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This Week's Planet Roundup
2 years ago

Jupiter on Nov. 5, 2012
The Great Red Spot's side of Jupiter is busy indeed. On November 5th, when Christopher Goshot this superb image from his low latitude in the Philippines, the orange ring of Oval BA and the little dark-red dot following it had finished passing south of (above) the Great Red Spot. Huge turbulence roils the South Equatorial Belt behind the Great Red Spot.

The South Temperate Belt is barely visible along some of its length but prominent elsewhere. Four white ovals dot the South South Temperate Belt. On the north (lower) side of the planet, the North Equatorial and North Temperate belts have become cleanly separated by the North Tropical Zone's return to whiteness. Blue festoons — apparently gaps between clouds — intrude into the bright Equatorial Zone north of the Great Red Spot.

Mercuryis lost in the glare of the Sun.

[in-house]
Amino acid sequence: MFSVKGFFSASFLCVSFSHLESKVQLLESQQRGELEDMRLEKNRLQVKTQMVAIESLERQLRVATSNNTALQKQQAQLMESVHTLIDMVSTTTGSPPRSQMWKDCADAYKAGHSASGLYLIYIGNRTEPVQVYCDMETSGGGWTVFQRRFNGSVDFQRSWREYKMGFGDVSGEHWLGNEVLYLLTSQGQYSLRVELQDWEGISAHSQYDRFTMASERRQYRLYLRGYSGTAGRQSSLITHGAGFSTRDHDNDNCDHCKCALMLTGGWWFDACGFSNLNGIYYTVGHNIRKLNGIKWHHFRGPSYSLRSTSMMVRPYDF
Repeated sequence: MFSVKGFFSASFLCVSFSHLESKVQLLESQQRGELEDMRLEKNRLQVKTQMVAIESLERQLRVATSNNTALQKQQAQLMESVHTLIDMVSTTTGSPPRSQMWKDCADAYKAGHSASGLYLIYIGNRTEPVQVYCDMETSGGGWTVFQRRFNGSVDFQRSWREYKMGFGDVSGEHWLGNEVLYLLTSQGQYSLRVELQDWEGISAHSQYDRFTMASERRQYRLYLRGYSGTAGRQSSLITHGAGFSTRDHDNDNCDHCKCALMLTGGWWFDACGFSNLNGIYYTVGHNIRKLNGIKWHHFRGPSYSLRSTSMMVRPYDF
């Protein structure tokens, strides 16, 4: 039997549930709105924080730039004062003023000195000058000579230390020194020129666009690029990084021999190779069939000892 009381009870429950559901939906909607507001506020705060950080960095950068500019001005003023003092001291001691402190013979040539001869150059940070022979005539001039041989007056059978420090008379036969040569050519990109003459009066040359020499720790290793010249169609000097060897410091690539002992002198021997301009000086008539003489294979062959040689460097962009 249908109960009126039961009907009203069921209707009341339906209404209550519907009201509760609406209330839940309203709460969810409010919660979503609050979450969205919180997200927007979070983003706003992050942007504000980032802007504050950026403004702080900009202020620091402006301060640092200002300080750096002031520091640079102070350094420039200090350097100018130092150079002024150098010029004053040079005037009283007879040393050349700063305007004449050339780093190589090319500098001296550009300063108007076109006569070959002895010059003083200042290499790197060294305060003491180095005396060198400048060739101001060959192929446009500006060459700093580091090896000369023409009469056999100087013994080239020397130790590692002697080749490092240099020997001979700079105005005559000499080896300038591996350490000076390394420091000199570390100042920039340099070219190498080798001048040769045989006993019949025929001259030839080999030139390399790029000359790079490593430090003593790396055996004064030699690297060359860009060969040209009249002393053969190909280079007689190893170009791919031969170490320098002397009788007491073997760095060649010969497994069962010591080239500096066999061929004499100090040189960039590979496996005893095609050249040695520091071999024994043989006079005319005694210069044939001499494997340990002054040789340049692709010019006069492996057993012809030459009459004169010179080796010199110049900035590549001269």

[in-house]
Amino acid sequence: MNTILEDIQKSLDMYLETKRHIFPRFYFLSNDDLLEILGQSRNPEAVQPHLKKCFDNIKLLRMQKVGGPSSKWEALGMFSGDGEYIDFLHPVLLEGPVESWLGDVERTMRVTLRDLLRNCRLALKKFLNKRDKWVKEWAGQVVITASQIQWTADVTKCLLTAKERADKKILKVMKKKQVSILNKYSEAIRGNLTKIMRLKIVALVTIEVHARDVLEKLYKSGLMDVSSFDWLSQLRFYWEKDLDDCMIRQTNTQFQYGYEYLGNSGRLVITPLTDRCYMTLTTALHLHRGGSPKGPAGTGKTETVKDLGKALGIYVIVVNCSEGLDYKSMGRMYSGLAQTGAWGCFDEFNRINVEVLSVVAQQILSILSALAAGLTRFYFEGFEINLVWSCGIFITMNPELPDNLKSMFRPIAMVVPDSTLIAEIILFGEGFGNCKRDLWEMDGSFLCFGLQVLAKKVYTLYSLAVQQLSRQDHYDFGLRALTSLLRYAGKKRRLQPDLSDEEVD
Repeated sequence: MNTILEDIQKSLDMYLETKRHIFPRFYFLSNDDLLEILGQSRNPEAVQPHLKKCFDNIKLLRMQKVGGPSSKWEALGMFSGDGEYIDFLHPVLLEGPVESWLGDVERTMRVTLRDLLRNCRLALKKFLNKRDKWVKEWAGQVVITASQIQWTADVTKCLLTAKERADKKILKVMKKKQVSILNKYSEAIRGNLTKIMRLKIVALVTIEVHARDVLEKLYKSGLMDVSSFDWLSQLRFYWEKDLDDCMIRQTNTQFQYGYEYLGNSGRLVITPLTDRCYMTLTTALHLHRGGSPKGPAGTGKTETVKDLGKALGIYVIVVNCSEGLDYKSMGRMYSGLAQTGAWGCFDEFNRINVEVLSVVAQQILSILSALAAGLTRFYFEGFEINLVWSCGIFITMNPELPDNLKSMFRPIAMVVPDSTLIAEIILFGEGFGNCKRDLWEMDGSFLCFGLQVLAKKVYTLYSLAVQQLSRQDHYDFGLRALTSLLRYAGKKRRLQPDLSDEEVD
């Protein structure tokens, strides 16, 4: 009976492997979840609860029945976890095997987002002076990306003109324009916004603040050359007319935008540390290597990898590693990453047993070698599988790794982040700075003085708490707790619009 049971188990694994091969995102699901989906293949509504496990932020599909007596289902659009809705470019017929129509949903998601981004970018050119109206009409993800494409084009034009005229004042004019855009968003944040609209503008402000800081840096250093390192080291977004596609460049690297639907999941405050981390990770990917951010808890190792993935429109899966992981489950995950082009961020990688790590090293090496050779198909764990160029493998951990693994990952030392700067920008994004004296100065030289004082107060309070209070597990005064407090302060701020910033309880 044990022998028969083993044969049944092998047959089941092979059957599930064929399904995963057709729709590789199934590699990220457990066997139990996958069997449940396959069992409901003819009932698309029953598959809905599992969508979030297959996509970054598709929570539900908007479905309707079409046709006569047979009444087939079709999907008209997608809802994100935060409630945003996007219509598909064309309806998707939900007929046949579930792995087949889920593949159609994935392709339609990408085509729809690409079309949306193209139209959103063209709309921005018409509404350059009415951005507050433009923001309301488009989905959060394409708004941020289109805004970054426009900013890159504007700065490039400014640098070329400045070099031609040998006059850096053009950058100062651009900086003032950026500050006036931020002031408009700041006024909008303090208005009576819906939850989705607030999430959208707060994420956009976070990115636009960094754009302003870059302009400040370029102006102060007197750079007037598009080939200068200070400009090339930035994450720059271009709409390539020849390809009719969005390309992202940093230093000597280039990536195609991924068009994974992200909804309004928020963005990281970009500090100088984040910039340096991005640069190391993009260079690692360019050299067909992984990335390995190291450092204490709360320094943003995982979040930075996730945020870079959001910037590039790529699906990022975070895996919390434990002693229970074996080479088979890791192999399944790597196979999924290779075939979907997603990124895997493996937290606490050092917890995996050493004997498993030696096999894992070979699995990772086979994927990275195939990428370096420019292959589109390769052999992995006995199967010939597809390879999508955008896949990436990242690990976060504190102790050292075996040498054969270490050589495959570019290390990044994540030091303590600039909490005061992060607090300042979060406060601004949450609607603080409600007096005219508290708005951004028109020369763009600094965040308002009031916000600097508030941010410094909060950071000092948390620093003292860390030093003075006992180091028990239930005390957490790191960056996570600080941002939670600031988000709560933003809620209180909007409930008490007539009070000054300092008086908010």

Venus (magnitude –3.9, in Virgo) rises in the east in darkness an hour before the first glimmer of dawn. By dawn it's shining brightly fairly high.

Look for much-fainter Spica below Venus or, later in the week, to its lower right or right.

Mars (magnitude +1.2, moving from Ophiuchus to Sagittarius) remains low in the southwest in evening twilight.

Jupiter (magnitude –2.8, in Taurus) rises in the east-northeast in late twilight now, with Aldebaran to its right and dimmer El Nath (Beta Tauri) farther to its left. Above Aldebaran are the Pleiades. The whole arrangement climbs into fine view as the evening advances.

Saturn (magnitude +0.6, in Virgo) is emerging into dawn view low in the east. Look for it below or lower left of bright Venus. They appear closer together every day.

Uranus (magnitude 5.8, in Pisces) and Neptune (magnitude 7.9, in Aquarius) are conveniently placed in the south in early to mid-evening. Finder charts for Uranus and Neptune.


All descriptions that relate to your horizon — including the words up, down, right, and left — are written for the world's mid-northern latitudes. Descriptions that also depend on longitude (mainly Moon positions) are for North America. Eastern Daylight Time (EDT) equals Universal Time (also known as UT, UTC, or GMT) minus 4 hours. Eastern Standard Time is UT minus 5 hours.

http://www.skyandtelescope.com/observing/ataglance

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